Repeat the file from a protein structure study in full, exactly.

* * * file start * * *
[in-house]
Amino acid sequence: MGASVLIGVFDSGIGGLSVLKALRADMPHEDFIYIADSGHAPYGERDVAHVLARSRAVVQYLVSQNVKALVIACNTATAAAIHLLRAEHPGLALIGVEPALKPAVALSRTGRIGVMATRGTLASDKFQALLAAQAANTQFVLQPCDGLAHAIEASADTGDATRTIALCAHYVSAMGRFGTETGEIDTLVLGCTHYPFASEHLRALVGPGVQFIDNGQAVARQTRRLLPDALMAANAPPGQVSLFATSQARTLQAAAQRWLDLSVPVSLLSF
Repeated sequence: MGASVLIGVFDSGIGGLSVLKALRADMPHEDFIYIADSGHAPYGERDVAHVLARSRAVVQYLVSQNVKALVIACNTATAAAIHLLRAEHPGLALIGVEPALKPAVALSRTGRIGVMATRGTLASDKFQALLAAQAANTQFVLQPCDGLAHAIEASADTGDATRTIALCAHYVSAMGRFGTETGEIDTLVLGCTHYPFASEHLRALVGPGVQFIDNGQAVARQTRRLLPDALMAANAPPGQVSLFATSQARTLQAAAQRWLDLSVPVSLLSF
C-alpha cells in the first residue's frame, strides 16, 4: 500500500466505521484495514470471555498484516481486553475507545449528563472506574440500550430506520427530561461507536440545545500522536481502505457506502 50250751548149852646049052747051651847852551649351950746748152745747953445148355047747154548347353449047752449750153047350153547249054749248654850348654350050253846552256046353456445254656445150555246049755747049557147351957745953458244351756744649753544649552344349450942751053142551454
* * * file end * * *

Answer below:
[in-house]
Amino acid sequence: MGASVLIGVFDSGIGGLSVLKALRADMPHEDFIYIADSGHAPYGERDVAHVLARSRAVVQYLVSQNVKALVIACNTATAAAIHLLRAEHPGLALIGVEPALKPAVALSRTGRIGVMATRGTLASDKFQALLAAQAANTQFVLQPCDGLAHAIEASADTGDATRTIALCAHYVSAMGRFGTETGEIDTLVLGCTHYPFASEHLRALVGPGVQFIDNGQAVARQTRRLLPDALMAANAPPGQVSLFATSQARTLQAAAQRWLDLSVPVSLLSF
Repeated sequence: MGASVLIGVFDSGIGGLSVLKALRADMPHEDFIYIADSGHAPYGERDVAHVLARSRAVVQYLVSQNVKALVIACNTATAAAIHLLRAEHPGLALIGVEPALKPAVALSRTGRIGVMATRGTLASDKFQALLAAQAANTQFVLQPCDGLAHAIEASADTGDATRTIALCAHYVSAMGRFGTETGEIDTLVLGCTHYPFASEHLRALVGPGVQFIDNGQAVARQTRRLLPDALMAANAPPGQVSLFATSQARTLQAAAQRWLDLSVPVSLLSF
C-alpha cells in the first residue's frame, strides 16, 4: 500500500466505521484495514470471555498484516481486553475507545449528563472506574440500550430506520427530561461507536440545545500522536481502505457506502 50250751548149852646049052747051651847852551649351950746748152745747953445148355047747154548347353449047752449750153047350153547249054749248654850348654350050253846552256046353456445254656445150555246049755747049557147351957745953458244351756744649753544649552344349450942751053142551454